Metal Eurovision 2013 – Part Two

Posted in Black Metal, Death Metal, Doom, Goregrind, Hardcore, Psychedelic, Sludge, Stoner, Thrash on June 18, 2013 by Badass and Grim


Tricifix – Monothist (death metal)

As with Eurovision tradition, some golden oldies are brought out when there’s no hope left to relive their wonder years. This bunch from Donegal formed in the late eighties, and the track is taken from their 1991 album Diurnal Decay. Mixing smoothly flowing bass lines with an intricate and thrashy approach to death metal, Tricifix are worthy additions to any early death collection.


Betzefer – Doomsday (groove metal)

From their 2011 album Freedom To The Slave Makers, this track nods to Betzefer’s influences of Pantera and late Sepultura while still maintaining an original sound. Proof that keeping it simple can be as effective as any uberwiddly solo, the chorus chant has a tendency to lodge in your head all day.


Murk – In The Kingdom Of The Dead (black metal)

From Florence in Tuscany, Murk bring a dissonant and haunting breed of BM. Vocals are a little too reminiscent of a comical Strepsils advert for my taste, though these improve as the song progresses. Guitar tone and tempo however are spot on. Taken from the 2007 album Unholy Presences.


Grondh – Bads (black metal)

Taken from their only album Necilvēks, not much has been heard of the band since 2011. The track hurtles in at a gallop rather than creating atmosphere, but the vocal style is commendable.


Dinozauras – Įpareigotas Maitoti (sludge/goregrind)

While seeming an unlikely genre, it’s certainly proof that in metal anything is possible if you hit things hard enough. Meaning ‘Obliged To Defile’ in Lithuanian, crushing drums and staggering riffs create a disgustingly brutal tone reminiscent of an explosion in an abattoir, and while the grind part is seemingly absent, the gore is definitely there. From their album Ecce Cruor!, released in 2012.

Macedonia (FYROM)

Furion – Queen Of Thieves (thrash)

Released in February of this year on their first full-length album Thrashing Folks, Furion have a solid style of thash that brings in elements of their native music with great effectiveness, seen best in the way the track boots back from an instrumental break into full headbanging glory. Even before this album release, Furion won a Battle Of The Bands contest and played at Wacken in 2009. Certainly one to get heads nodding.


Thy Legion – Sadism Through Holy Intervention (blackened death)

Playing at Chains’R’Us is certainly a good formula for a music video, but it helps if the music is good as well. These Maltese metallers certainly deliver, with machine-gun blast beats, effective vocals and catchy guitar riffs. Taken from Venerato Diaboli, released in 2010.


Caligo – Behold Ragnarok (one-man black metal)

Immortal-like vocals reside in tin-can style production quality, adding to the grimness of this great track from solo black metaller Caligo. Released in February of this year, it’s the second track off his demo album Residing In The Black Void, which also features a cover of Darkthrone’s ‘Skald Av Satans Sol’.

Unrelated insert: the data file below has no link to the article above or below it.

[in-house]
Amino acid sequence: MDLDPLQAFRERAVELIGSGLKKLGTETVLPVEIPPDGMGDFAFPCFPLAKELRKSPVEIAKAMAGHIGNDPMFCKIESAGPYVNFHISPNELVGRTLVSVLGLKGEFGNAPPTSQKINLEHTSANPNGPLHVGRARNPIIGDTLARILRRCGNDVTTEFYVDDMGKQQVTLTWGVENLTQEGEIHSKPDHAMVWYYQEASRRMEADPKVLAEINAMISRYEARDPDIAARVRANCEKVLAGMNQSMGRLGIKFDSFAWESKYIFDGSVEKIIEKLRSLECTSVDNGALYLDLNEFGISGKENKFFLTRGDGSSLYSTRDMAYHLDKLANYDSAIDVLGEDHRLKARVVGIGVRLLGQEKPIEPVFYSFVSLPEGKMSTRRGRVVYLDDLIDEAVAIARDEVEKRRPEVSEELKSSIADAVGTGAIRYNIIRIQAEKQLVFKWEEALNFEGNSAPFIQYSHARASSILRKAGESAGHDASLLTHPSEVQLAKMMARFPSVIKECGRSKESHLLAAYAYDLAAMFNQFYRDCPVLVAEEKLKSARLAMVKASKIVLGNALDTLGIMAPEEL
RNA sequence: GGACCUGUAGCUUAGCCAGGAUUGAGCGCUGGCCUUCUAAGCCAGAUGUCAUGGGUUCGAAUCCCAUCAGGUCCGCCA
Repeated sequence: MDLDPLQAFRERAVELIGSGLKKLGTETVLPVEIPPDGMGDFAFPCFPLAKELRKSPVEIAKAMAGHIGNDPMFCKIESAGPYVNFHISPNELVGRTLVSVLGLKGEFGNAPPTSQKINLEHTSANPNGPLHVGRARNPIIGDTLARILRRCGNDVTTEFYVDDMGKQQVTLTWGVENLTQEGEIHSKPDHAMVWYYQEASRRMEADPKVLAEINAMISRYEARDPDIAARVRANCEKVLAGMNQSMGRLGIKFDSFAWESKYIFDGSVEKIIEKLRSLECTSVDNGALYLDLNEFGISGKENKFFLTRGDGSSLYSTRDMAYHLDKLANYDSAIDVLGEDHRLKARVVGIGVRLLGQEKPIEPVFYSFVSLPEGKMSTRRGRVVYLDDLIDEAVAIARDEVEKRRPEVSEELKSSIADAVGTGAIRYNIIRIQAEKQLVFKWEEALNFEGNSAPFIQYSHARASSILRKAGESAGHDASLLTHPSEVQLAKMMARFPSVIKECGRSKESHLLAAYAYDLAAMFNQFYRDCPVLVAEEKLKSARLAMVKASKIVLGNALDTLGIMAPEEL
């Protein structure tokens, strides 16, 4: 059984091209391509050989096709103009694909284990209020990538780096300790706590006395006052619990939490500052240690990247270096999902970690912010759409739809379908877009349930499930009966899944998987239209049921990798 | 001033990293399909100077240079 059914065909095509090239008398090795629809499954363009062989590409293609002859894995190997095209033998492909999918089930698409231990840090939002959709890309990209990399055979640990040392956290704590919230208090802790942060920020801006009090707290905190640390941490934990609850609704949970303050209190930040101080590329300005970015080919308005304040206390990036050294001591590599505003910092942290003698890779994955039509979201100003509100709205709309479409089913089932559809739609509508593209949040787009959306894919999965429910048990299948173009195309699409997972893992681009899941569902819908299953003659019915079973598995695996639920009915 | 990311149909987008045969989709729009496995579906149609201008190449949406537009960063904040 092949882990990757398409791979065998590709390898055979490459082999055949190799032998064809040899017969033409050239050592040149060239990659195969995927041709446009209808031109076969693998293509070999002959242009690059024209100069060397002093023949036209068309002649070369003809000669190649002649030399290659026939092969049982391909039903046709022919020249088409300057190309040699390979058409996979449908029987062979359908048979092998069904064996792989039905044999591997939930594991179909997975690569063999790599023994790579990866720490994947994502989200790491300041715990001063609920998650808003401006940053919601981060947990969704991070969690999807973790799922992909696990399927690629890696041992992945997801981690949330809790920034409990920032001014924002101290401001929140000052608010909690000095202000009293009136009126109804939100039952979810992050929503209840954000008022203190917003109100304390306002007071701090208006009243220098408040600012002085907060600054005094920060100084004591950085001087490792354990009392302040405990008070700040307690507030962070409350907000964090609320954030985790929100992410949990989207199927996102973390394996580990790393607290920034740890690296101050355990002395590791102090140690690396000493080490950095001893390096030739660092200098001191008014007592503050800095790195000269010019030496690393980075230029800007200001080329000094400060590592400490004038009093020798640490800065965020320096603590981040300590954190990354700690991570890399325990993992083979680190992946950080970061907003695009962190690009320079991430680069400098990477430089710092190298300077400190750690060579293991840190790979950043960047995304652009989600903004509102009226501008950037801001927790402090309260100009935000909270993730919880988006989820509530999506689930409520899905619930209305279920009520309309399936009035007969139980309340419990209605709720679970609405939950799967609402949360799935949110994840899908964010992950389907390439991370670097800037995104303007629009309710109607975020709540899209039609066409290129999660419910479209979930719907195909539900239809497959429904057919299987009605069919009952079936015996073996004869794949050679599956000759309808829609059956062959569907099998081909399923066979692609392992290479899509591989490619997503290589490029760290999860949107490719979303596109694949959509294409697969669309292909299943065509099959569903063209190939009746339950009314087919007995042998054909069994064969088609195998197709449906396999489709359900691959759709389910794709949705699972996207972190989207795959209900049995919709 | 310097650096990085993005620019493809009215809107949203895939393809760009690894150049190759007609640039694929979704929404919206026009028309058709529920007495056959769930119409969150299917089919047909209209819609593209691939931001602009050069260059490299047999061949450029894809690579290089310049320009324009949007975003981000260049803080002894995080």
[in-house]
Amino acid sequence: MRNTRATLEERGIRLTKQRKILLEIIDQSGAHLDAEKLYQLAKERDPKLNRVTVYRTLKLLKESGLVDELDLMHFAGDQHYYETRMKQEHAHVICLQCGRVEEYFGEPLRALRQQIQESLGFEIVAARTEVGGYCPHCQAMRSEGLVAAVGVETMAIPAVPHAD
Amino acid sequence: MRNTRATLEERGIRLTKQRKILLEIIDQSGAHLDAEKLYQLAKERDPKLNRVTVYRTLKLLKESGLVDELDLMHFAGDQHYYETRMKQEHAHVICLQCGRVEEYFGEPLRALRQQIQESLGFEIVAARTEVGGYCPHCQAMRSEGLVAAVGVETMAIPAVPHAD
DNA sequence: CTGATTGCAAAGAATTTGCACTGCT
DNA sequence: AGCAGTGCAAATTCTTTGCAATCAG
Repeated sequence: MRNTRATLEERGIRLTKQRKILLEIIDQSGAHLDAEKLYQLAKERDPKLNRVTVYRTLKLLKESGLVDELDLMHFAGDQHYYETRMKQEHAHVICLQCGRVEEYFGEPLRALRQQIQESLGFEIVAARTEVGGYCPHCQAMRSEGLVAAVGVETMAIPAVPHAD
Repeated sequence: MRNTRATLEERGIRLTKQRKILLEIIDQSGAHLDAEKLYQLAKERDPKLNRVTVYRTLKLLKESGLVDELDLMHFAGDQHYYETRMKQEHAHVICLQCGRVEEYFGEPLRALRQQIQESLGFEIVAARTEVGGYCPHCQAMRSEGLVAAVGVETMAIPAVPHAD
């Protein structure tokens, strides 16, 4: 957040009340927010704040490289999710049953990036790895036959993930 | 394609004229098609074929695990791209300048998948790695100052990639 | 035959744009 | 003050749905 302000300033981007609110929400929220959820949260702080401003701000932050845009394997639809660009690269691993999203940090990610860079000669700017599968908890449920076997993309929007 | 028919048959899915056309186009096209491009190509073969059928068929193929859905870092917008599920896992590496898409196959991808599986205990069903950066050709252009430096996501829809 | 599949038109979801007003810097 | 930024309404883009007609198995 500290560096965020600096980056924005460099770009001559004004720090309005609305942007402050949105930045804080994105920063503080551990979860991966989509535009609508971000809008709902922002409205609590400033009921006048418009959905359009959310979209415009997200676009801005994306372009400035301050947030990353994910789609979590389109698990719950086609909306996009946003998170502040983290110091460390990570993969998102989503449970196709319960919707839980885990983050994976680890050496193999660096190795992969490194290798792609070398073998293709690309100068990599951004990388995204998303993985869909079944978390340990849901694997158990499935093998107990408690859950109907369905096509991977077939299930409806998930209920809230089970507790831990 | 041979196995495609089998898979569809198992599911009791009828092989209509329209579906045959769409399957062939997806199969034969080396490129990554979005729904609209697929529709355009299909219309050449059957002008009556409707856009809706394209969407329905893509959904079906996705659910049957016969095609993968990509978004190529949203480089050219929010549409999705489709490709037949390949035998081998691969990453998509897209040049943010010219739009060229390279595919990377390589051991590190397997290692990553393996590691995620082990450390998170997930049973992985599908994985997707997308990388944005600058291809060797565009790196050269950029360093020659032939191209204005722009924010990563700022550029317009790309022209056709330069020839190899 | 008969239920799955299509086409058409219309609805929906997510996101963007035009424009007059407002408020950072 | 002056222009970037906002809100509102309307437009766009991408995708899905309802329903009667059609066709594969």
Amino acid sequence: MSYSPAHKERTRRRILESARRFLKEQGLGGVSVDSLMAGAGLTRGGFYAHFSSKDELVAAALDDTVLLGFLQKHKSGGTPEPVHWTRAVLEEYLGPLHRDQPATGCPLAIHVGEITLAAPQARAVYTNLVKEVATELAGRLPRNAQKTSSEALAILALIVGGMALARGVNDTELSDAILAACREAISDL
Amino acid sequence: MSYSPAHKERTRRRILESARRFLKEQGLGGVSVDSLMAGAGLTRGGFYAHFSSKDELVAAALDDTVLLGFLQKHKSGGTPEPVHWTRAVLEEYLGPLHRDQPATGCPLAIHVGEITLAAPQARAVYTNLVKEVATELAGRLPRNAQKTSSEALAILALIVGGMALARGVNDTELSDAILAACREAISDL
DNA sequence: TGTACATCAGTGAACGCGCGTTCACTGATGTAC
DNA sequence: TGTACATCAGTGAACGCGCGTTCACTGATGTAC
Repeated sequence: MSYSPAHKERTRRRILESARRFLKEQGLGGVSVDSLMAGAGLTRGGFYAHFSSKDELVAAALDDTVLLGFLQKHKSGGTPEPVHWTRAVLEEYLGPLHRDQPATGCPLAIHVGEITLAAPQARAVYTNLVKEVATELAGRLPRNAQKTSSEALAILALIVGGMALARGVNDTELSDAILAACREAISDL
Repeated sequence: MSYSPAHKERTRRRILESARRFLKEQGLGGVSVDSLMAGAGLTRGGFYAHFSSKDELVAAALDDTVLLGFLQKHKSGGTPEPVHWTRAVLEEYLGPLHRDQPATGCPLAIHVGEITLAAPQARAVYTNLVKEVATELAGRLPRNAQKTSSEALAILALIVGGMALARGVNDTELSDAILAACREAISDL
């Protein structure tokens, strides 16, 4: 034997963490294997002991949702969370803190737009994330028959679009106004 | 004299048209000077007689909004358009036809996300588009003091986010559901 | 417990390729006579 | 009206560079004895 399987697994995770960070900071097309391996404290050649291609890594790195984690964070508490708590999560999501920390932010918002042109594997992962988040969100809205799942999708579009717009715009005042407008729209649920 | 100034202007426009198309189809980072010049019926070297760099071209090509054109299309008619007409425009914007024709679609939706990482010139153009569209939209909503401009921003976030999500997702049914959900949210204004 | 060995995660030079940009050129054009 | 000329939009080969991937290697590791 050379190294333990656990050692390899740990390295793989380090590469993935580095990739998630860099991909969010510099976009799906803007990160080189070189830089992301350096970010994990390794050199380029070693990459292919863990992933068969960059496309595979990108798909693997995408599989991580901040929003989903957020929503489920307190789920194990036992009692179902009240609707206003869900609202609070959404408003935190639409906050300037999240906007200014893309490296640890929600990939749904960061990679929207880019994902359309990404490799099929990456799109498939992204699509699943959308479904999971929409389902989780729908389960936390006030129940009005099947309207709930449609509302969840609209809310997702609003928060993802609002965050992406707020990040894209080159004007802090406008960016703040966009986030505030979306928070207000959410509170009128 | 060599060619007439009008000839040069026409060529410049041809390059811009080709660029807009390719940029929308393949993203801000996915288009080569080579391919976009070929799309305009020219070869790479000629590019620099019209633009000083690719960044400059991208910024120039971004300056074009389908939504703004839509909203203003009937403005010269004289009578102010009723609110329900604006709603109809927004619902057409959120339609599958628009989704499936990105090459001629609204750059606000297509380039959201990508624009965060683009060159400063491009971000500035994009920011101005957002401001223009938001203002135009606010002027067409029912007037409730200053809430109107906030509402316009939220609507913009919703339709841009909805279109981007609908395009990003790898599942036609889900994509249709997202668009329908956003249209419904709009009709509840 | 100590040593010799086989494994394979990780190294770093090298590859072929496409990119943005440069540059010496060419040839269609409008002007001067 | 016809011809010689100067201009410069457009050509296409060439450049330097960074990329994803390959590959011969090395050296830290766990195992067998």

Zaimus – Under The Unholy Spells Of Night (black metal)

More black metal, this time with two members, Khamul and Asmodai. While relying quite heavily on just a few riffs throughout the majority of the track, the track has a pretty nice tempo to it, lyrics are pretty good, and programming adds something new, particularly at around five minutes in. Taken from their self-released EP of the same name.


Acid Deathtrip – The Aftermath (sludge/doom)

Wonderfully crushing sonic dystopia, complete with ’60s moustaches and boobs. A relatively new band, they released their first EP on the 18th of March this year. Describing themselves as ‘blasphemous boogie’ and ‘getting face-banged by nudist midgets under a pagan moon’ should give you some idea. One to watch!


Summon The Crows – Menneske (crust/death)

Renowned for its prowess at most other kinds of metal, it was hard to find something a bit different for Norway’s entry. Translating as ‘Human’, this track from crusty riff-jugglers Summon The Crows is short-lived but amazingly intricate. It is the penultimate track on their EP; since then they have made two more full length albums and a split with Deviated Instinct.

A close second came Dødfødt with ‘Krigen’.


The :Egocentrics – Mystic Initiation (psych/stoner)

A truly commendable effort, this song just builds and builds with some truly amazing tone. This stoner-psych behemoth is from their demo, and checking out their other releases is highly recommended for lovers of the overweight chub riff.


Камни (Kamni) – Bong of Satan (stoner/doom)

Taken from their 2010 EP, crushing riffs and some pretty awesome wah-pedalling make Kamni’s ‘Bong Of Satan’ a pretty damn good track. Vocals sound oddly like Ramesses pretending to be Phil Anselmo, but it fits the style they’ve created nicely.

San Marino

Nothing Inside Eyes – The Day Skies Fall On Earth (thrash/hardcore)